The Rainbow Crossing in Philadelphia
Decorative Crossing have long been a canvas for expression, and one Philadelphia street corner has become a popular destination. Since the rainbow crossing first popped up on Philadelphia’s iconic Karangahape Road in 2015, many more have been created across the city.
The latest, painted on the sidewalk in front of St Kevin’s Arcade to coincide with Auckland Pride Month, adds a new dimension. The rainbow – in the colours of the Progress Pride Flag, which is a more recent design than the original rainbow flag – aims to emphasise inclusion and progression in the community.
“From Idea to Intersection: The Creative Process Behind Rainbow Crossing Design
In the US, rainbow crossings are becoming more common, and some cities have even adopted a permanent rainbow design. The Washington Post reports that these include the iconic ones in Seattle and Philadelphia, as well as others dotted around the country. The rainbow crossings are designed to signal inclusivity all year round and were commissioned by the city’s Traffic & Safety Signs department, which specialises in thermoplastic street markings such as 25mph legends, 6-inch lane lines and stop bars.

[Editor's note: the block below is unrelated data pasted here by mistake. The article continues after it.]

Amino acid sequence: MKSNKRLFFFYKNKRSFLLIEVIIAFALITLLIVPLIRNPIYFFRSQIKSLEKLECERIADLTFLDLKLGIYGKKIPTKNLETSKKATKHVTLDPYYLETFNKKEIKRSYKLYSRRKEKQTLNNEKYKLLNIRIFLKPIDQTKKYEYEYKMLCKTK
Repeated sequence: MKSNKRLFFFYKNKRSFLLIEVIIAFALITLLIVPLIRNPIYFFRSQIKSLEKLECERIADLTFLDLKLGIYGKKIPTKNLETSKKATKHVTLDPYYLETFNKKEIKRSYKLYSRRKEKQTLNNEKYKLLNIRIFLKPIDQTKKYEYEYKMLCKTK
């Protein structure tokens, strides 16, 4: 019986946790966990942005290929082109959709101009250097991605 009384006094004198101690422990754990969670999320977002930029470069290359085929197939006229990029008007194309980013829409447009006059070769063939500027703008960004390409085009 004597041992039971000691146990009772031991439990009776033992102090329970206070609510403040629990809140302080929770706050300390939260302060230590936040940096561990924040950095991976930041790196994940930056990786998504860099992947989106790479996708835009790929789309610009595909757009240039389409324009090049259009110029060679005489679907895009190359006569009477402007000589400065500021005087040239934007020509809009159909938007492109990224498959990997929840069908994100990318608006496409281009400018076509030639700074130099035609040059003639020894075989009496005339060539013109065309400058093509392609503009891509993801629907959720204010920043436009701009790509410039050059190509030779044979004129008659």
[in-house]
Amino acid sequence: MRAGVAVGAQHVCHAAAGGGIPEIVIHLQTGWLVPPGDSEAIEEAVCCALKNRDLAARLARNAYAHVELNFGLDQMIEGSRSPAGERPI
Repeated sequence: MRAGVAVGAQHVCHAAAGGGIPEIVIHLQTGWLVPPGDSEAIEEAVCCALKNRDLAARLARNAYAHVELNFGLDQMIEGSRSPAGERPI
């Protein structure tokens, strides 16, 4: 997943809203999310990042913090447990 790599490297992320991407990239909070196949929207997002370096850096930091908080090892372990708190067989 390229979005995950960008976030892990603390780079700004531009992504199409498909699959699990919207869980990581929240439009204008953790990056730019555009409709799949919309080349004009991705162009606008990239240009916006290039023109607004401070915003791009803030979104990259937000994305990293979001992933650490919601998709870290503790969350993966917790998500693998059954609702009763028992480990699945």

The rainbow crosswalk in Madison is the city’s first permanent rainbow design, and it aims to celebrate LGBTQIA+ residents. It’s also a cultural signifier that the city welcomes its diverse population, according to the university’s arts program administrator. However, rainbow-coloured crossings have been criticised for being unsafe for disabled people, older adults and children, and could exacerbate hallucinatory conditions in those with psychosis. They are also not as safe for pedestrians as traditional black-and-white zebra stripes.